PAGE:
Monday, April 10, 2017

Sherry Cummings paints

Kildeer Nest


1 comment:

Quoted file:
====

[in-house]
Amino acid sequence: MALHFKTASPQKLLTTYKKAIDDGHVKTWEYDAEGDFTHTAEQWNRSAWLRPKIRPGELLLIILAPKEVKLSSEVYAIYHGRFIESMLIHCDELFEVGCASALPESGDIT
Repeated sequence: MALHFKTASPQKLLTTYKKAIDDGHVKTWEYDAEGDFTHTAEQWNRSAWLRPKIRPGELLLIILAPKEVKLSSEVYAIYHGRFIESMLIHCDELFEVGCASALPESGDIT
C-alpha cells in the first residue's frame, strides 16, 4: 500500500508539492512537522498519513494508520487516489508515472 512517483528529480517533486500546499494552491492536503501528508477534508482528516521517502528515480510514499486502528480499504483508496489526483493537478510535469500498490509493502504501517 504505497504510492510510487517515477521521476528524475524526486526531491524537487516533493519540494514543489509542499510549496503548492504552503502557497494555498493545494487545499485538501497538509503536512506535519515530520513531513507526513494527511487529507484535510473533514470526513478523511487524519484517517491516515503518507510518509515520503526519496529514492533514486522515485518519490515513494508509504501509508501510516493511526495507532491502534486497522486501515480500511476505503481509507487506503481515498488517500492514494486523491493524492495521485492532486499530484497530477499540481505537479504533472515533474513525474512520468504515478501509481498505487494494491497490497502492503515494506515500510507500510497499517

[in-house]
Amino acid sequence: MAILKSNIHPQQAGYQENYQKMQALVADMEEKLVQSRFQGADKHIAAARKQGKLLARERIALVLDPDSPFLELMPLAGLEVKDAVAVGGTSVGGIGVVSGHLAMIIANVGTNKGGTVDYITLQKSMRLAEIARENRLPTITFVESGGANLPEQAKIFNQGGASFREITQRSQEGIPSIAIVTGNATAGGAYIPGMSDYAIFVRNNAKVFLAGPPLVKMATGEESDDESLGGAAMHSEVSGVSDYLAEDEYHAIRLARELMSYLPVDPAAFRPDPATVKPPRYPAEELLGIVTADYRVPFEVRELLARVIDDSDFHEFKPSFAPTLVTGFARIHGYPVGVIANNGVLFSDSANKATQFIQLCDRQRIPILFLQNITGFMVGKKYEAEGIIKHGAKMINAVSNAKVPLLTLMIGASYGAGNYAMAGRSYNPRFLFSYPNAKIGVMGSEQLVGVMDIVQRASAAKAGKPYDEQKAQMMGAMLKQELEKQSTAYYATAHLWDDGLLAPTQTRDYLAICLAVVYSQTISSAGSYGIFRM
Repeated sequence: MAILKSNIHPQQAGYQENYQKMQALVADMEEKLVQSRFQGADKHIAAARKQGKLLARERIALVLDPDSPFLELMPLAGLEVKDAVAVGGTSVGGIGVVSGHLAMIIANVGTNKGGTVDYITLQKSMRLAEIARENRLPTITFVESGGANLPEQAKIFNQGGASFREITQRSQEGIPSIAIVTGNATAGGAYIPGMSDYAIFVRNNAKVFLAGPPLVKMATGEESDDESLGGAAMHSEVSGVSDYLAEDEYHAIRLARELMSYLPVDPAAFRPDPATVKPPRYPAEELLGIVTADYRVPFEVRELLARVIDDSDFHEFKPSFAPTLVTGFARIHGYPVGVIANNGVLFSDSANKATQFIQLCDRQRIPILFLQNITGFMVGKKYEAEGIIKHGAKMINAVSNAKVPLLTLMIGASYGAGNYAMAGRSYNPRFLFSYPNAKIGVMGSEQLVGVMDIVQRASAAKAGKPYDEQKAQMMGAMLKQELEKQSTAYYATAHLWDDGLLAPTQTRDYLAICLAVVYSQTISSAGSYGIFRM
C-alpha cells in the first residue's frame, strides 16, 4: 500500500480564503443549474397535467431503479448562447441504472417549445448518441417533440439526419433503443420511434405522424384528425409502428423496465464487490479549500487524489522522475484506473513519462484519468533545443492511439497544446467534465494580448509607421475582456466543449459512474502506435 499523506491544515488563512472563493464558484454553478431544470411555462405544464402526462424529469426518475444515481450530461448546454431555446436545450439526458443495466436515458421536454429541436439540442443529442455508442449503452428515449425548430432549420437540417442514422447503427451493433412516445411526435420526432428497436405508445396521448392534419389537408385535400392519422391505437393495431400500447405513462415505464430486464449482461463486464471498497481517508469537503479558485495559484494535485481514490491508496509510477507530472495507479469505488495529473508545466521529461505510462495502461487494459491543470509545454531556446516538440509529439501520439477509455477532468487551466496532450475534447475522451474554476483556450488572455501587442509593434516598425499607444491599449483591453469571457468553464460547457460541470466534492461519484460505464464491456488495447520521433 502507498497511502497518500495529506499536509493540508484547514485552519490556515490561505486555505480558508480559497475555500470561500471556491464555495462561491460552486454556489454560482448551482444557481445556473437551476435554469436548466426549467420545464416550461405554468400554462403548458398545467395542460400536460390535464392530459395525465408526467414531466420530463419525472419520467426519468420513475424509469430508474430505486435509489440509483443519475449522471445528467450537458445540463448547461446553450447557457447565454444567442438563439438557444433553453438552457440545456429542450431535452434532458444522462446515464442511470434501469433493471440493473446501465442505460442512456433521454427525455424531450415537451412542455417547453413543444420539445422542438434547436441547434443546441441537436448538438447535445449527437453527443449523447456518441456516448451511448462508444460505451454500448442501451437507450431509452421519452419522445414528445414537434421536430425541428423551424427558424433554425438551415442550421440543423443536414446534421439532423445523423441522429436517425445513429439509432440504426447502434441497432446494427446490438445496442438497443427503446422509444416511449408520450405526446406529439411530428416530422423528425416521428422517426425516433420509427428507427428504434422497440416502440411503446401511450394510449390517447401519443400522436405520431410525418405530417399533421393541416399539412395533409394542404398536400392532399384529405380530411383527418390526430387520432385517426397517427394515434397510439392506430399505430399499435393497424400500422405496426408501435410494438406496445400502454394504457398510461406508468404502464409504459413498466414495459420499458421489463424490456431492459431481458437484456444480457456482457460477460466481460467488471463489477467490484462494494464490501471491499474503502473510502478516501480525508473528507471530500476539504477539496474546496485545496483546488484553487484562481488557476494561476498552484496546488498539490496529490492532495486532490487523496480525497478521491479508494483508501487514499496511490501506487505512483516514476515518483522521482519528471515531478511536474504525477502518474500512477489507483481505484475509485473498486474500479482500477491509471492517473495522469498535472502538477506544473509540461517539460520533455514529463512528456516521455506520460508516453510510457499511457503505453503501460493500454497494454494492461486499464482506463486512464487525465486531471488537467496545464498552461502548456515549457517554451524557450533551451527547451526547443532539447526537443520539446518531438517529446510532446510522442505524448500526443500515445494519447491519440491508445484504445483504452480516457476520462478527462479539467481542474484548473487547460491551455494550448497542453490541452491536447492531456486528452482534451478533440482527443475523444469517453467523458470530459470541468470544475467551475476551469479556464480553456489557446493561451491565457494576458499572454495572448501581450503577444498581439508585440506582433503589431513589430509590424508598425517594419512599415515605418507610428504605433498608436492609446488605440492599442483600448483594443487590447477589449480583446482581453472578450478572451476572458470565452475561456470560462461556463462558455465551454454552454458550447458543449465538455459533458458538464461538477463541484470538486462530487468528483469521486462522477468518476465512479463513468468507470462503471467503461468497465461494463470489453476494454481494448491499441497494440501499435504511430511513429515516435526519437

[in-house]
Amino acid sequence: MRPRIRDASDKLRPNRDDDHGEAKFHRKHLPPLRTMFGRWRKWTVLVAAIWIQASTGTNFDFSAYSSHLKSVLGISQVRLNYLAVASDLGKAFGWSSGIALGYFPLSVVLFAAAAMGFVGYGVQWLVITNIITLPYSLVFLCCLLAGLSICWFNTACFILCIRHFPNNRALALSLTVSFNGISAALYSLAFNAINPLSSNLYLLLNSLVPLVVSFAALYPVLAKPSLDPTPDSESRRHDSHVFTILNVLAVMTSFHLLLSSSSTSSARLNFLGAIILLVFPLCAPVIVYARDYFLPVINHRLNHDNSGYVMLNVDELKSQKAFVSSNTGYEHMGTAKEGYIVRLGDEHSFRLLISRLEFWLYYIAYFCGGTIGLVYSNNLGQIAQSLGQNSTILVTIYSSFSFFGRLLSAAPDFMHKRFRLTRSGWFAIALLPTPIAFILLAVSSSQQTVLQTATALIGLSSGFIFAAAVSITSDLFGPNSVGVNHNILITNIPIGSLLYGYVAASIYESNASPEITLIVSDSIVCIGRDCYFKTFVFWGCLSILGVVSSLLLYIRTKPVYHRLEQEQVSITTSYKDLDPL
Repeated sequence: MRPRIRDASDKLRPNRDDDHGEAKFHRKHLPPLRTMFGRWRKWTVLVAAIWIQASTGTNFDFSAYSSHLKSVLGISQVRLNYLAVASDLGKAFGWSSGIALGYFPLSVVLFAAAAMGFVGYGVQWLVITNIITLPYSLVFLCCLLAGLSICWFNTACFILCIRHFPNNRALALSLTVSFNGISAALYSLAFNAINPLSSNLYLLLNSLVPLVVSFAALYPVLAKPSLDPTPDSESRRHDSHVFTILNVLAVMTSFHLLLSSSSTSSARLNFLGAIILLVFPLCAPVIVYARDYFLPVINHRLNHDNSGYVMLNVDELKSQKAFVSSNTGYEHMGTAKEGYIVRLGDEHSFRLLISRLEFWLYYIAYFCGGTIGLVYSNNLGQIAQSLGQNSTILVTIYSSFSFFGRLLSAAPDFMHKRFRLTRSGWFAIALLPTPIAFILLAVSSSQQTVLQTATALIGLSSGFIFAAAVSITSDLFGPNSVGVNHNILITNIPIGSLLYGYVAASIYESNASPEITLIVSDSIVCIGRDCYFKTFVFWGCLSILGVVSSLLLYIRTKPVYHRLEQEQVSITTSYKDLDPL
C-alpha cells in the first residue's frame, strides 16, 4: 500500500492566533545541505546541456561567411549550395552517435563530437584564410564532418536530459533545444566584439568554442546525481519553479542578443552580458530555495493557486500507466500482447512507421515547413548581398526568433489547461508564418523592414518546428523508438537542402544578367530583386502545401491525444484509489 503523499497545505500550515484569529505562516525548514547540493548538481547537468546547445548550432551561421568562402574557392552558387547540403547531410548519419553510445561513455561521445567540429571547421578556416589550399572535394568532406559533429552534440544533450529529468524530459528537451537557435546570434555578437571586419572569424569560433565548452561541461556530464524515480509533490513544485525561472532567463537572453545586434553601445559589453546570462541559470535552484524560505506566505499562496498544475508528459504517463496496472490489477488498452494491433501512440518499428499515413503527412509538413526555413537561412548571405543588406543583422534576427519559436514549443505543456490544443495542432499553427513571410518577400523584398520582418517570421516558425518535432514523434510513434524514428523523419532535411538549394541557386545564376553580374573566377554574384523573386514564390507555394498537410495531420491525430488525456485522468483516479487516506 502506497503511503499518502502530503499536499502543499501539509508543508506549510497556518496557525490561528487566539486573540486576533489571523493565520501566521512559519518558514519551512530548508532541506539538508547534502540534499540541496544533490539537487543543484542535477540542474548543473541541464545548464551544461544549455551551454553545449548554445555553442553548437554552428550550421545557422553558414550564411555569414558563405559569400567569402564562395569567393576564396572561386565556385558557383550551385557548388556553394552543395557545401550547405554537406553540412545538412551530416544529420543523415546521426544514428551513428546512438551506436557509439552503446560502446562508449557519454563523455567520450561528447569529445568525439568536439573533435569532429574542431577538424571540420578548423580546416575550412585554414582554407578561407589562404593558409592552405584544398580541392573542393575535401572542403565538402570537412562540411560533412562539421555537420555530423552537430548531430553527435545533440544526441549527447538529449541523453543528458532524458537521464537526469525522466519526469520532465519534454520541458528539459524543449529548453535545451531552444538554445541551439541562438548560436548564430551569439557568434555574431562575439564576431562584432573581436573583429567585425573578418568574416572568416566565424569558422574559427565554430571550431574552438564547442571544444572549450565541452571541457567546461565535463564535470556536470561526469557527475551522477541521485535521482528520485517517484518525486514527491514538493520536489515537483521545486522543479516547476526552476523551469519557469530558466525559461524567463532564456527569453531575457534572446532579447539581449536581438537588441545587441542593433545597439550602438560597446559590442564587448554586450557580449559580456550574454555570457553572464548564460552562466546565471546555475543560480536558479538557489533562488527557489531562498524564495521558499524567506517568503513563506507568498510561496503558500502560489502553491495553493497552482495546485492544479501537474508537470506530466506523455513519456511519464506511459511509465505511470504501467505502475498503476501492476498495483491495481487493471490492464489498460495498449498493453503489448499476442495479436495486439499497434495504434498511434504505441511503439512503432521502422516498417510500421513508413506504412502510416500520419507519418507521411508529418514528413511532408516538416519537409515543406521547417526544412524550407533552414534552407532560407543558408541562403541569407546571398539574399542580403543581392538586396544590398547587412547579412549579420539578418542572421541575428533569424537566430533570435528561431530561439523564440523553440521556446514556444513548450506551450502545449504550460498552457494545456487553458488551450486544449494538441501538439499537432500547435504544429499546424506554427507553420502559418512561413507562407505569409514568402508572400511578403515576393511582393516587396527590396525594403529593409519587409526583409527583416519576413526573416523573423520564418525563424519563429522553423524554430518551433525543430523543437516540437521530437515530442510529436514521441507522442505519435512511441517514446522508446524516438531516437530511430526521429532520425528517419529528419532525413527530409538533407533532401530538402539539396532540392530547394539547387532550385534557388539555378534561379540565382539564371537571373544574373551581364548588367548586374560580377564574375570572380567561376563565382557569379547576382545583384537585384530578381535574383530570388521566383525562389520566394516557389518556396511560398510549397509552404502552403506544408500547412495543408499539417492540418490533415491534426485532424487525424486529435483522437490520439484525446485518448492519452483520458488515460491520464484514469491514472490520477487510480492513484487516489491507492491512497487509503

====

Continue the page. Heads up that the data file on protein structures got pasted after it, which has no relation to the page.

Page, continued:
1. Killdeer nest on open ground, often on gravel. They may use a slight depression in the gravel to hold the eggs, but they line it only with a few stones if at all. Since there is no structure to stand out from its surroundings, a killdeer nest blends marvelously into the background, and the speckled eggs look like stones as well. Both parents take turns sitting on the eggs to incubate them as soon as they all have been laid. The killdeer embryos inside the three first-laid three eggs do not start developing while the eggs are sitting out in the cold. But when they feel the warmth of the parent killdeer, all four embryos start developing at the same time. So even though the first-laid egg spends a longer time in the shell than the last-laid, all the chicks have the same development period (24 to 28 days). Although adult robins and killdeer are the same size, a killdeer's egg is twice as big as a robin's, so there is more nourishment in it to sustain the embryo; therefore, a one-day-old killdeer chick is actually two weeks older than a one-day-old robin nestling. They hatch with their eyes open, and as soon as their downy feathers dry, they start scurrying about on their overly-long legs, following their parents and searching the ground for something to eat. They are clumsy at first and can't fly yet, and they need their parents for protection and guidance, but they are a lot closer to independence than most baby birds. Like chickens, ducks, and quail, killdeer chicks are precocial (Latin for "ripened beforehand"); most birds, however, are altricial (from th Greek word meaning "wet nurse") -- the hatchlings are blind, naked, and lie helpless in their nests, relying on their parents to bring them food and push it down their throats. It takes two weeks or more before they are mature enough to leave the nest, and even then their parents feed them. If a potential predator approaches, the chicks hide in the grass or flatten themselves on the ground without moving. Meanwhile, the parent sruggles ahead as tthough it can barely walk, with one or both wings dragging on the ground. When the predator pursues the easy prey, the killdeer manages to stay just out of reach as it leads its pursuer away from the chicks, then will suddenly fly away, jeering a loud "KILL-DEER."


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